What I didn’t know was Cosmo’s intellectual history. Back in the day they published fiction by Sinclair Lewis, George Bernard Shaw, Upton Sinclair, and H. G. Wells. In the 1940s it was known as The Four-Book Magazine, and it contained novels. I’m all for empowering women, and I understand that the era of fiction-based magazines is long past, but comparing Cosmo today to The Cosmopolitan of yesterday would be as if McDonald’s had started out as a four-star restaurant.

That’s not how evolution works

Update: the BBC reports that North American bird species are getting smaller, likely in response to increased temperatures.

In a Mother Jones article, Julia Whitty says, “Birds are rapidly evolving different shapes to cope with clear-cut forests.” Now, she may be accurately quoting the source paper by André Desrochers, and she’s certainly not the only one to describe evolution this way, but that doesn’t make it any less misleading and stupid.

How Evolution Works (with only a trace of self-importance)

It’s not that hard to get it right. Evolution is the “…change in the genetic material of a population of organisms through successive generations.” [wikipedia] This happens because of two opposing processes:

  • Over time, the genetic diversity of a population tends to grow. Taking humans as an example, we have tens of thousands of genes. Each individual is a random mix of the genes of her parents, and is potentially a unique/novel combination. Each individual may also have mutations, making their collection of genes not only not a perfect selection of genes from her parents, but again potentially unique/novel. Finally gene transfer can also increase genetic diversity, although I don’t know of any proven instance of this happening in humans.
  • Opposing the increase in genetic diversity is natural selection. If a particular combination of genes is unsuccessful — if the person with those genes has bad eyesight and can’t hunt, or has a bad complexion and can’t get a mate — then those genes don’t get passed on, and assuming some other genes do, the species has evolved. (if other genes don’t get passed on either, the species goes extinct)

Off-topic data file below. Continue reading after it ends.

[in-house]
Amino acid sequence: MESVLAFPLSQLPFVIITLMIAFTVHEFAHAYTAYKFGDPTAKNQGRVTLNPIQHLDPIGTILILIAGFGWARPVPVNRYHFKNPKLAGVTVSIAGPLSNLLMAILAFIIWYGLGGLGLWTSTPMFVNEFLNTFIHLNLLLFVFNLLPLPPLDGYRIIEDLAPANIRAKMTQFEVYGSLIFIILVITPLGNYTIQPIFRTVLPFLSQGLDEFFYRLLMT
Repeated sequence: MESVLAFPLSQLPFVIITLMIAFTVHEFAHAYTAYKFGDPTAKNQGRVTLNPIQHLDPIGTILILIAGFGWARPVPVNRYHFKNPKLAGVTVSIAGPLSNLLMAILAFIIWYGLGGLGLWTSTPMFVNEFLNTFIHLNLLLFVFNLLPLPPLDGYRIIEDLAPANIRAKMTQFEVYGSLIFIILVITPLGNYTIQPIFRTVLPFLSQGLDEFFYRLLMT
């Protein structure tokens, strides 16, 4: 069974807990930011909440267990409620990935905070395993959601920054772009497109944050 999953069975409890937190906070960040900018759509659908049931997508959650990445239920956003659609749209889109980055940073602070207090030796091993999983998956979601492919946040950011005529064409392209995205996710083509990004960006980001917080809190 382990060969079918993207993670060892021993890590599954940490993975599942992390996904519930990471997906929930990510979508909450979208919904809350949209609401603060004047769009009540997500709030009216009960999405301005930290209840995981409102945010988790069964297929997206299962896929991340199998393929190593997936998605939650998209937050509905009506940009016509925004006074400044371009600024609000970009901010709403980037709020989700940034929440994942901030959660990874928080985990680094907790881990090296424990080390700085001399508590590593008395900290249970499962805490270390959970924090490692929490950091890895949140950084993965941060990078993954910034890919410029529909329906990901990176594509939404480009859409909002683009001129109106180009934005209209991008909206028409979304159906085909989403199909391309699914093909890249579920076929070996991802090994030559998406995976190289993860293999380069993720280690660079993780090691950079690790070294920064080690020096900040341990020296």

You can think of evolution as something like a bush in a topiary garden: left to its own devices it will simply grow larger — that’s genetic diversity at work; but if the gardener (in the form of natural selection) comes along and trims here and there, you end up with an elephant.

This is where the stupid comes in

If you have a four-foot-high bush, no amount of trimming is going to turn it into a ten-foot-tall image of an elephant. The article in Mother Jones starts with “A new study shows how North American birds have changed the shape of their wings in the past century as the landscapes around them have been fragmented by clear-cutting.” Bzzt, wrong. It’s not like at the annual convention the bird-leader said, “Guys, the trees are getting farther apart. We have to fly so far, and it’s tiring! I say let’s switch to those new streamlined wings. All in favor?” Again, think of the bush. The change observed in the birds’ wings took place over the last century; it’s not the bush growing, it’s the gardener trimming.

As another example of this aspect of evolution, consider Thoroughbred racing. The Kentucky Derby has been run at one and a quarter miles for over a hundred years. There is tremendous prestige, not to mention money, involved in producing the fastest horses, and breeders have worked very hard over the last century to improve their mounts’ times. Yet the average time of the last ten winners of the Derby is less than a 6% improvement on the time of the first ten winners. Even that overstates the situation, since training methods and riding techniques have presumably improved significantly over that time span as well. The reason for this modest improvement is simple: you can’t trim the bush taller. If you could, horses would be running the Derby at sixty miles per hour by now.